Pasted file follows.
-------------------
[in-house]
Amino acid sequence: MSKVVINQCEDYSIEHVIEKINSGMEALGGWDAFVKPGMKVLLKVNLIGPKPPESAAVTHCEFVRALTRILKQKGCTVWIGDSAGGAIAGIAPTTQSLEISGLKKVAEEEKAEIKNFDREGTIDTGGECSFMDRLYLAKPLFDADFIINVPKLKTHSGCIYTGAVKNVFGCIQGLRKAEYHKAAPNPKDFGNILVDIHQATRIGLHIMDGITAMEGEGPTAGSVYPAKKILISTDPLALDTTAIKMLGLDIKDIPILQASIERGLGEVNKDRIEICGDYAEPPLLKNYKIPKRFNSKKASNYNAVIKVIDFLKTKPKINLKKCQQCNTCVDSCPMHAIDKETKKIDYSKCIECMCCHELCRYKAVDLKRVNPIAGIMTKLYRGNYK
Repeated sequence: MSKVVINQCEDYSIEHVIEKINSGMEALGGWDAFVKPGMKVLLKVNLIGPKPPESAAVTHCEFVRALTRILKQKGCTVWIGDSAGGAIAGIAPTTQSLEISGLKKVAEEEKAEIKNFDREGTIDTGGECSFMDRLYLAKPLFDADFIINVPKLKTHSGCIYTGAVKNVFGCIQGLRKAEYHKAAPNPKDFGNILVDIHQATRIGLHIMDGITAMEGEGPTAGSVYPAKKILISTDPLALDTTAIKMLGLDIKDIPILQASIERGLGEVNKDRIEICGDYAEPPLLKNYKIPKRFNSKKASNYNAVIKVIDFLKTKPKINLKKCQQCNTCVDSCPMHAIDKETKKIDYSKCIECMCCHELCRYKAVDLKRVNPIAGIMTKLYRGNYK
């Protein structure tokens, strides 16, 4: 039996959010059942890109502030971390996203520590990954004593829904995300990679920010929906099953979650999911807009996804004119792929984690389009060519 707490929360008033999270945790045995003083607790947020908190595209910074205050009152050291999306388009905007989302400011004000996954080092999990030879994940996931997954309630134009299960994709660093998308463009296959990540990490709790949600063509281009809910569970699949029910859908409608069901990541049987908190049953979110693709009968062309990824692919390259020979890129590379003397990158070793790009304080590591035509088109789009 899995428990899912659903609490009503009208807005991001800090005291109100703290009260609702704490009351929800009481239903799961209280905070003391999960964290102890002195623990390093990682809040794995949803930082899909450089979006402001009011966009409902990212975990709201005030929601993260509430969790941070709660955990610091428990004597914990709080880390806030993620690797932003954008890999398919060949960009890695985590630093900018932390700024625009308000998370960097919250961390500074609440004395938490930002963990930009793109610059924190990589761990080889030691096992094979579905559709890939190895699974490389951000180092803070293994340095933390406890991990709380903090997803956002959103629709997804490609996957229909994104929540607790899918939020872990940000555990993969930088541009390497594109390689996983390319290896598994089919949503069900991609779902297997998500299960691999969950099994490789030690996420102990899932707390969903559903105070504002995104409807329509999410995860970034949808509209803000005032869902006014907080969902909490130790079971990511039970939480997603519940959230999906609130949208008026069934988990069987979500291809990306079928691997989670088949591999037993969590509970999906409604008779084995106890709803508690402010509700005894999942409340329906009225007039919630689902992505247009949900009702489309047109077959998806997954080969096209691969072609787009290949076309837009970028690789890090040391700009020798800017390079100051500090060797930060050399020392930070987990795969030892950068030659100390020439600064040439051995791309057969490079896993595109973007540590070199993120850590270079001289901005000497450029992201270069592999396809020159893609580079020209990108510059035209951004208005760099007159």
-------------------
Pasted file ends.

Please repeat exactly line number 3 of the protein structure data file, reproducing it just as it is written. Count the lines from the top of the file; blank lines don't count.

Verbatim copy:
Repeated sequence: MSKVVINQCEDYSIEHVIEKINSGMEALGGWDAFVKPGMKVLLKVNLIGPKPPESAAVTHCEFVRALTRILKQKGCTVWIGDSAGGAIAGIAPTTQSLEISGLKKVAEEEKAEIKNFDREGTIDTGGECSFMDRLYLAKPLFDADFIINVPKLKTHSGCIYTGAVKNVFGCIQGLRKAEYHKAAPNPKDFGNILVDIHQATRIGLHIMDGITAMEGEGPTAGSVYPAKKILISTDPLALDTTAIKMLGLDIKDIPILQASIERGLGEVNKDRIEICGDYAEPPLLKNYKIPKRFNSKKASNYNAVIKVIDFLKTKPKINLKKCQQCNTCVDSCPMHAIDKETKKIDYSKCIECMCCHELCRYKAVDLKRVNPIAGIMTKLYRGNYK